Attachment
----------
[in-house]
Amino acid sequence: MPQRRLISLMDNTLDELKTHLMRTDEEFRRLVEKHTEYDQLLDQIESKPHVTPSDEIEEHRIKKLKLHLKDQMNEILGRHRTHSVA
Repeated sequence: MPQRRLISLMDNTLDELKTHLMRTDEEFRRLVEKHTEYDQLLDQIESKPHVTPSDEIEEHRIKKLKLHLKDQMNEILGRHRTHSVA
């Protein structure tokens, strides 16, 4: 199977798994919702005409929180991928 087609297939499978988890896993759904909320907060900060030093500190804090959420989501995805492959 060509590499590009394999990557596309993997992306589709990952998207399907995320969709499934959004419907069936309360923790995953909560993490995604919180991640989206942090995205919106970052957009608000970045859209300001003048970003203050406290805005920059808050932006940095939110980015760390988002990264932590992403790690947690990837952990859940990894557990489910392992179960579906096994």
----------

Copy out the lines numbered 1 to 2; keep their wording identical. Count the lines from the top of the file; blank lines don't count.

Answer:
[in-house]
Amino acid sequence: MPQRRLISLMDNTLDELKTHLMRTDEEFRRLVEKHTEYDQLLDQIESKPHVTPSDEIEEHRIKKLKLHLKDQMNEILGRHRTHSVA